By Juan A. Perez III
The Philippine Statistics Authority (PSA) recently came out with a preliminary report on births and deaths in 2022: Filipinos are having fewer children, and smaller families are now the norm. The births in 2022 are lower by 111,000 compared to 2021 (1,364,739 in 2021, down to 1,253,472 last year).
The trend for Total Fertility Rate (TFR) has been going down. The TFR was 3.1 children per woman in 2013. In 2017, TFR was 2.7 children per woman. And in 2022, TFR went down to 1.9 children per woman.
In “Population Planning Policy in the Philippines” (1973), Dr. Juan M. Flavier wrote that the country’s Commission on Population and Development (POPCOM) had recommended “to examine legal and administrative policies and measures affecting family size, and if necessary, to revise them to bring about a balance between family size and social and economic goals.”
Apparently, the Responsible Parenthood and Reproductive Health (RPRH) Law was the final measure that brought about that “balance between family size and social and economic goals.” But do we achieve the “social and economic goals” automatically? Why has poverty persisted, despite smaller family sizes? The legally mandated wages continue to fall below the minimum level of income that defines the poverty line.
Dr. Flavier was crystal clear in his paper: “Economic considerations are felt to be the most compelling reason for the national population planning policy. Written documents invariably comment on the economic implications of unbridled population growth.”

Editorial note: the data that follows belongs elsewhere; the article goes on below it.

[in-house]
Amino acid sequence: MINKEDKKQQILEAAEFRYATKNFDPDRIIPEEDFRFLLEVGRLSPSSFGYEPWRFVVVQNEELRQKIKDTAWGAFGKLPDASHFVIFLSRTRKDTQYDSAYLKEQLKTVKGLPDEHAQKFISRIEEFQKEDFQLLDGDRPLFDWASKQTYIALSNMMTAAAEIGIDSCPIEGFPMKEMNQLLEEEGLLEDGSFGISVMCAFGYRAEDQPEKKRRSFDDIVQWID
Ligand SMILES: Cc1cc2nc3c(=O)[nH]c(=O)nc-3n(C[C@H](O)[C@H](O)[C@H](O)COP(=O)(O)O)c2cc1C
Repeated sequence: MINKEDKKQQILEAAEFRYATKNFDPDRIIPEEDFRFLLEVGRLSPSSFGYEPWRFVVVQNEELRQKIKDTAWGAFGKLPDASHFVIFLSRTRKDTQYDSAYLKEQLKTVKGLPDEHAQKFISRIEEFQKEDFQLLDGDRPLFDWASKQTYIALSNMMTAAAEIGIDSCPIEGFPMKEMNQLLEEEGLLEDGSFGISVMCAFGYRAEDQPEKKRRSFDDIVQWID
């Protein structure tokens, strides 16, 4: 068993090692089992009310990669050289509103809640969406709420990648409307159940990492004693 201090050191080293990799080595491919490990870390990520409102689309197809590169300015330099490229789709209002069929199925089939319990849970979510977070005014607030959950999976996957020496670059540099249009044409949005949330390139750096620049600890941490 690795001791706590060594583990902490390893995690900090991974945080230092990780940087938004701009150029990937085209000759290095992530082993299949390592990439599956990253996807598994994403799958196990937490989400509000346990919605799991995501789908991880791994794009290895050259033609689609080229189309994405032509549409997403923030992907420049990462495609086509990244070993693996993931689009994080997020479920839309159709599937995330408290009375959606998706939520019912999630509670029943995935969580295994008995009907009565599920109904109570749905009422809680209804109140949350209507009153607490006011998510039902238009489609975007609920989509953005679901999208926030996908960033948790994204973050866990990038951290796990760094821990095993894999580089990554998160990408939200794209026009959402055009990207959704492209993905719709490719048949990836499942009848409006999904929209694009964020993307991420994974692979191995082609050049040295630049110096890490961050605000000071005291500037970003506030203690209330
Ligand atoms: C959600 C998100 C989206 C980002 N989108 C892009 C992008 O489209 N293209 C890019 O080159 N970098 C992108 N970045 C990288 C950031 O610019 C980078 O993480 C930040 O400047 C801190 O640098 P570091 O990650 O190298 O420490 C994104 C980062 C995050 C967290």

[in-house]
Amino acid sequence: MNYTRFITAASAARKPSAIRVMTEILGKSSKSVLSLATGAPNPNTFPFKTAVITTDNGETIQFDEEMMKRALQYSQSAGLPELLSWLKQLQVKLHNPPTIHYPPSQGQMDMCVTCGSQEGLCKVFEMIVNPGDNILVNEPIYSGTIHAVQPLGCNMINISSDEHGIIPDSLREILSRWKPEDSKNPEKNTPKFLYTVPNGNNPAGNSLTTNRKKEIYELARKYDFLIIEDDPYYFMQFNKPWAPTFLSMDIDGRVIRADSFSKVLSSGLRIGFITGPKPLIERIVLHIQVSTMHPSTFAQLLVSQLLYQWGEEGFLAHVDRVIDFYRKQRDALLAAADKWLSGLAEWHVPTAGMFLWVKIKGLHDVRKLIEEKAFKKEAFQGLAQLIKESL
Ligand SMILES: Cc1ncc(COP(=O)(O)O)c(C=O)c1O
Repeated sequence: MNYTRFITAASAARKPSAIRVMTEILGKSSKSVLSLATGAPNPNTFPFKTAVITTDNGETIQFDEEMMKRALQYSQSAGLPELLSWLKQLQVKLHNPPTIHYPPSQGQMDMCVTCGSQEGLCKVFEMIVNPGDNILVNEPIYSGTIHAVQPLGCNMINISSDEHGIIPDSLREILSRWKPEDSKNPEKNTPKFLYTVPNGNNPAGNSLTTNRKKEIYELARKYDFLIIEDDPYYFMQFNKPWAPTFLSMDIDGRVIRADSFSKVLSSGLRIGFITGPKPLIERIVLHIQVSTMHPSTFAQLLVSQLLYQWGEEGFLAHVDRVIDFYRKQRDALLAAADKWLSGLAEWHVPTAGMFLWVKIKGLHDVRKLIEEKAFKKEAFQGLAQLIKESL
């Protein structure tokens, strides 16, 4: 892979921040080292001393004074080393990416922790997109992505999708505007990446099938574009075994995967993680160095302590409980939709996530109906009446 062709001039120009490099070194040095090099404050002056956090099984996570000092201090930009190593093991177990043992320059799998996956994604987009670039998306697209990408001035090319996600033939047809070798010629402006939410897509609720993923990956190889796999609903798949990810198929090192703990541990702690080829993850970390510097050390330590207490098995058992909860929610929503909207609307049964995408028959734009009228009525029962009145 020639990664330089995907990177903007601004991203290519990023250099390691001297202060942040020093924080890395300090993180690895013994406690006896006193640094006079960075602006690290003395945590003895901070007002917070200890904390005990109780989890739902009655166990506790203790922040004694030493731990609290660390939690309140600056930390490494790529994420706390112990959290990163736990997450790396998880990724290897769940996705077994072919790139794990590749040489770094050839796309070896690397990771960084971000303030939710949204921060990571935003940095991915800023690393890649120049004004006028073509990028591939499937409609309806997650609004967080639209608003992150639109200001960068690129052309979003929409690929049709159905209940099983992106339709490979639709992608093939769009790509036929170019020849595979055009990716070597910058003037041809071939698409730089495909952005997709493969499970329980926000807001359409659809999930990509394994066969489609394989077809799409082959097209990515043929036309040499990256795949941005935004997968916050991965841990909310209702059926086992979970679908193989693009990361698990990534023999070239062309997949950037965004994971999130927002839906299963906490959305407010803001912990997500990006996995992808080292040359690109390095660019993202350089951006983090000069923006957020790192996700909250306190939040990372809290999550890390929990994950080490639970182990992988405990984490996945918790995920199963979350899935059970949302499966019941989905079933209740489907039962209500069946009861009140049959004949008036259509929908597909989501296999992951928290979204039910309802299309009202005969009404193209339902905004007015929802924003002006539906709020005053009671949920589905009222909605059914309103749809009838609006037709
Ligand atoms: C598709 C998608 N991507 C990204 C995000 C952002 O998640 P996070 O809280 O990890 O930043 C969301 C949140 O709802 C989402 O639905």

Clearly, population policy should not be about responsible parenthood and family planning alone. Even during the COVID pandemic, POPCOM has been drawing attention to increasing poverty and the need for a living wage. Most Filipino families need two jobs to sustain two children, which is now the average Filipino family size.
In 2021, at the height of the pandemic, President Rodrigo Duterte called out POPCOM and the Department of Health (DoH) to address population and urban growth, which was contributing to the country’s vulnerability to COVID. The recommendations of Secretary Karl Chua of the National Economic and Development Authority as POPCOM Chair, Secretary Francisco Duque of DoH and the writer of this column still have to be carried out.
The Department of Budget and Management convinced the Duterte administration to pass on the functions in health and population and family planning completely to local government units (LGUs). This disregarded the complementarity of health and population and family planning programs. The DoH was required to reduce budgets for family health, and family planning was made a partially devolved program, thus affecting the sustainability of the program.
Now that the major assumption for the country’s poverty has seemingly been solved (“too many Filipinos”), policy makers are talking about transforming the large labor force into inputs for economic recovery.
They quickly forget that the decline in fertility has come at a cost that must be maintained. The family planning (FP) program more than doubled, from 3.94 million women in 2012 to over 8 million women and couples in 2021. This came about due to the heroic efforts of local government health and population workers, the POPCOM, and the DoH. Family planning was the only public health program that expanded during the pandemic.